The shoe that won't quit
The remarkable longevity of the Ugg boot is helping Deckers maintain its rapid growth.
(Fortune Magazine) -- I finally decided to take the plunge this past winter and buy a pair of Uggs. I had initially dismissed the sheepskin boots, favored by celebrities such as Britney Spears and Jessica Simpson, as a fad and expected them to go the way of prairie dresses. Instead, several years into the craze, Uggs' popularity showed no sign of ebbing. Not just for snow bunnies anymore, Uggs are becoming a shoe for all seasons (check out the new sandals for spring). And the comfort factor seemed undeniable. After years of squeezing my feet into pointy-toed stilettos, the very thought of those furry boots was seductive. But when I got around to shopping for my Uggs in late January, the style that I wanted was sold out in all the stores in my area.
The scarcity factor was not a glitch in the supply chain, but rather a carefully calibrated strategy by Ugg parent Deckers Outdoor (DECK) that is one of the big reasons behind the brand's success. Deckers tightly controls distribution to ensure that supply does not outstrip demand by operating just three freestanding Ugg stores and selling to a limited number of department and specialty chains. To understand the importance of that strategy, consider the fate of once red-hot Crocs, the maker of the colorful clogs. Crocs flooded the market, selling its shoes in its own freestanding stores and through a broad spectrum of third-party retailers. The oversupply tarnished the brand. Crocs (CROX) shares are down 85% from their recent high of $75 in late October.
While other shoe companies have stumbled through the current rough economic patch, Deckers has continued to post the kind of numbers that helped it secure spot No. 98 on our 2007 list of Fastest-Growing Companies. Earnings have exceeded analysts' estimates in each of the past 12 quarters. Ugg sales totaled $348 million in 2007, up from $37 million in 2003. And the outlook is promising, with product extensions like slippers and apparel, and a budding overseas business to boost growth. Ugg sales surged 84% in the first quarter, and anticipation of continued strength in the brand led Deckers to lift its 2008 earnings and revenue guidance in late April. The company now expects to earn roughly $6.43 a share on revenue of $588 million, compared with previous guidance of around $6.07 a share on revenue of $561 million. The stock has soared 44% since dipping below $92 in mid-March.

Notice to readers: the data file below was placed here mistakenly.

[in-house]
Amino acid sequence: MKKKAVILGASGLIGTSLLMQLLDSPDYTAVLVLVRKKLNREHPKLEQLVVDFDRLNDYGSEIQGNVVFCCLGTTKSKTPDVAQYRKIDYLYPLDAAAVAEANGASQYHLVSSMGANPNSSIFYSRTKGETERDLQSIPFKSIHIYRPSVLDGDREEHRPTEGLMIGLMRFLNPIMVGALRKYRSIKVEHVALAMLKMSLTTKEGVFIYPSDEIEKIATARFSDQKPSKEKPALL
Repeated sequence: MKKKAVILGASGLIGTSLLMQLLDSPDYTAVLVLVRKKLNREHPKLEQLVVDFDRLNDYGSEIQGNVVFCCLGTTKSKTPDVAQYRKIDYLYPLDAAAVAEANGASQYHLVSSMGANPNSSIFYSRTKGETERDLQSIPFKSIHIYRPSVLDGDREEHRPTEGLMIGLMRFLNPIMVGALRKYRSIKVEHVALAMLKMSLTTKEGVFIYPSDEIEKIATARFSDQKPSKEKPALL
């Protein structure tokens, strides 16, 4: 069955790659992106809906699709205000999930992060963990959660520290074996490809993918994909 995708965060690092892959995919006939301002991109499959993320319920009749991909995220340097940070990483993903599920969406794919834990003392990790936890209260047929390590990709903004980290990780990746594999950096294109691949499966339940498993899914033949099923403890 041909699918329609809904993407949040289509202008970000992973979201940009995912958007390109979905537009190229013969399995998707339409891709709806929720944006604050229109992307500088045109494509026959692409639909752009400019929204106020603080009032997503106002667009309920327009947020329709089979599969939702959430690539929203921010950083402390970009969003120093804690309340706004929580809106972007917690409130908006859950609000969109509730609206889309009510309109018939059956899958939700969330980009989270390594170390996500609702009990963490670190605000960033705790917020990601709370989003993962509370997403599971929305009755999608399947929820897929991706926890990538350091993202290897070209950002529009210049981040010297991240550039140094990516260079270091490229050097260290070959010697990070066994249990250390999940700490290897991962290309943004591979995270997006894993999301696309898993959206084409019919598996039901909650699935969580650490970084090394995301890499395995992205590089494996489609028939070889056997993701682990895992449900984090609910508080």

But fast-moving stocks can be risky. "If Deckers ever opened up the supply of Uggs to meet demand, sales would shoot up like a rocket, but they'd come back down just as fast," says Sam Poser of research firm Sterne Agee. Any Ugg missteps would be detrimental to Deckers, given that its other businesses are either in turnaround mode or too small to pick up the slack. Teva, the company's second-largest brand by revenue, is attempting to regain a foothold with its rugged sandals, but new management and increased investment in R&D have yet to show a sizable payoff. Its other two brands, Simple, known for eco-friendly sneakers, and the newly acquired Tsubo, which marries style and comfort with a specially cushioned sole, are not expected to have a material impact on sales or earnings for at least five years, according to Wedbush Morgan Securities analyst Jeff Mintz.
With Deckers shares trading at 22 times expected 2008 earnings, compared with a footwear industry multiple of 14, there is little room for error. True, Deckers' operating margins and earnings growth are twice the industry average, and the company has no debt and more than $6 a share in cash. But at such a lofty price, all it takes is one false move to send the stock sliding on the proverbial banana peel.